Finished Installed Clearing Tank Valves Finished Tray Installed and Primered

Now it was time to upgrade the battery cables, install some rubber mat, and test fit the batteries/etc.

New Cable Ends New Cable Ends 2 Cleaning and Protecting the Ground

Once all the cables were clean/coated with copper shield/tightened I was ready for the batteries.

Batteries Installed

I obviously need to finish the final securing method to keep the batteries in their tray but the 2×4 is doing the job nicely for now. The temporary red/black duplex wire on the left is the connection to the float charger/house electricals to keep things fresh for solid starting. In the above photo you can see that the batteries are high enough to allow for the 1.5″ grey water plumbing to run under them and across to the front of the coach where the grey water tank will be. The angle piece of the front is simply for structural support and gives me a nice place to mount my battery restraint.

Check back soon for more updates! Thanks for stopping by!



Dash Removal

Well the day is finally coming to upgrade the dash in The Ghost to allow for more gauges, newer priorities, and less incandescent bulbs. I Removed all the gauges from the dash (the only decently working ones being the air pressure, engine charge indicator, and water temp) and all the indicator lights (many for city bus service…long disabled). My hope is to continue using the charge indicator (shunt DC current meter) however eventually switching over to a voltage meter would likely suffice















This was a fairly emotional moment…tearing one of the few completely stock pieces of The Ghost out…like gutting the heart out of an animal. I take ease in the fact that it will be replaced with a nice milled piece of aluminium with 9 gauges sitting front and center. I am now in the process of tidying up the wiring all the way back to the junction panels to allow for a much tidier behind-dash condition. The long broken speedometer system will be abandoned in favor of a newer VDO pulse sender. All other gauges (other than air) will be routed electrically through a new 15 conductor cable to the rear of the coach to new senders placed all over the engine/transmission/etc. I also will be using this cable to run a few signals for engine/transmission devices (Jake Brakes, Neutral Solenoid, Direct-Drive Lock).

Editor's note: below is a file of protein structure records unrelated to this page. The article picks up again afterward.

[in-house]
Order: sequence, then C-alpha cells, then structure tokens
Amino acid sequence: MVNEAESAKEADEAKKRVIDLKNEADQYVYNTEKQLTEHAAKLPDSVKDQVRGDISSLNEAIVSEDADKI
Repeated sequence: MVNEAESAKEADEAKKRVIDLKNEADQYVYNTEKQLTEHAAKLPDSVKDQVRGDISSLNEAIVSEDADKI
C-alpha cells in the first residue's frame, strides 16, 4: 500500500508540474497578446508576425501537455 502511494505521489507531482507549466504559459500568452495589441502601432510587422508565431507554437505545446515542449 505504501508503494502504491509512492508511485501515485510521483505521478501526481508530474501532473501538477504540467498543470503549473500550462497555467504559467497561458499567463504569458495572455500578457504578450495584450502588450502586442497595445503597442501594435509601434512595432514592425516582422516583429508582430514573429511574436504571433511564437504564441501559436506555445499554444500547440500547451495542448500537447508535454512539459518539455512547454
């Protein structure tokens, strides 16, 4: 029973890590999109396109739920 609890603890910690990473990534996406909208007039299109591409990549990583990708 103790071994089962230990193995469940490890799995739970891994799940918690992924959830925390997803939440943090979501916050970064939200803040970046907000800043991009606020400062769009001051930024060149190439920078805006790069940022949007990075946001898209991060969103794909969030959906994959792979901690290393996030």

I am also moving over the maxi-air-brake valve (parking/emergency brakes) a little closer to the driver position to allow for less air-lines running behind the dash and to aid in dash removal for service. I also removed the very old AM/FM 8-track radio even though it still works. I am tired of looking at that ugly thing hanging out of the dash.

For perspective of the magnitude of this project, have a look at these photos:















While it would be easy to just gut everything and start over…this system is actually fairly decent (including self resetting circuit breakers, large gauge conductors, shrink wrap, and labels). I will slowly transition over to the new wiring but will be keeping many of the old devices that seem reasonable to continue using (horn relay, circuit breakers, bus bars). Doing an all-out replacement is possible however with the expense of copper wiring, it seems silly to gut the old wiring simply to replace it immediately with new. Transition is the name of the game here…just means more complications.

Needless to say, the body manual has been invaluable in this process with full size schematics, labels, and circuit descriptions. Not recommended for the faint of heart.

Oddly enough, even in it’s current state, it will still start and run.

More soon!

Ghost Lighting Upgrade – LED


Well, it’s been a long time coming however finally The Ghost is getting a much needed jump into a more recent decade. Previous owners had hacked together turn signals, brake lights, and marker lights to get the rig down the road. Since I am a firm believer in proper lighting, I used as a guide for a full system redesign. Since The Ghost is >30ft long, certain rules applied for lighting that it currently doesn’t have.

On the list of things up replace/upgrade:

  • Convert x4 Brake/Tail red lights over to Red 4″ Grommet Mounted LED Lights
  • Convert x2 Rear Amber Turn Signals over to Amber 4″ Grommet Mounted LED Lights
  • Convert x2 Front Amber/Red Turn Signals over to Amber Rectangular Grommet Mounted LED Lights
  • Install Front Lower Side Amber Turn/Marker Lights
  • Install Mid Lower Side Amber Turn/Marker Lights
  • Install Rear Lower Side Red Turn/Marker Lights
  • Install Retroreflectors as required by guide above
  • Replace Bulbs in Clearance Lights with LED or Replace whole fixtures with LED